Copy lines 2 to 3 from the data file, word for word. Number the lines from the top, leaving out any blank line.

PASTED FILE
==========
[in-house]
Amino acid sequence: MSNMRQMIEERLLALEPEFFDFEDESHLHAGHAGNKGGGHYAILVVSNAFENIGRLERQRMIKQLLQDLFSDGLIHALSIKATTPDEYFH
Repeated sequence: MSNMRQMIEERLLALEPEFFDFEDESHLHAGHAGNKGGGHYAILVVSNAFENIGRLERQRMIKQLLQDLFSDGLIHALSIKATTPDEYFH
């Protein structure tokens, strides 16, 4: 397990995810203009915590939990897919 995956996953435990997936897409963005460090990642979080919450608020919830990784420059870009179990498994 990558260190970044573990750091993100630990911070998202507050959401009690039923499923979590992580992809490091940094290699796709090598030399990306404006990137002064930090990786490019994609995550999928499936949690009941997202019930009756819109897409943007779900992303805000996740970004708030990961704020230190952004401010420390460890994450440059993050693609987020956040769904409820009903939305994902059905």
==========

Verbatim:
Amino acid sequence: MSNMRQMIEERLLALEPEFFDFEDESHLHAGHAGNKGGGHYAILVVSNAFENIGRLERQRMIKQLLQDLFSDGLIHALSIKATTPDEYFH
Repeated sequence: MSNMRQMIEERLLALEPEFFDFEDESHLHAGHAGNKGGGHYAILVVSNAFENIGRLERQRMIKQLLQDLFSDGLIHALSIKATTPDEYFH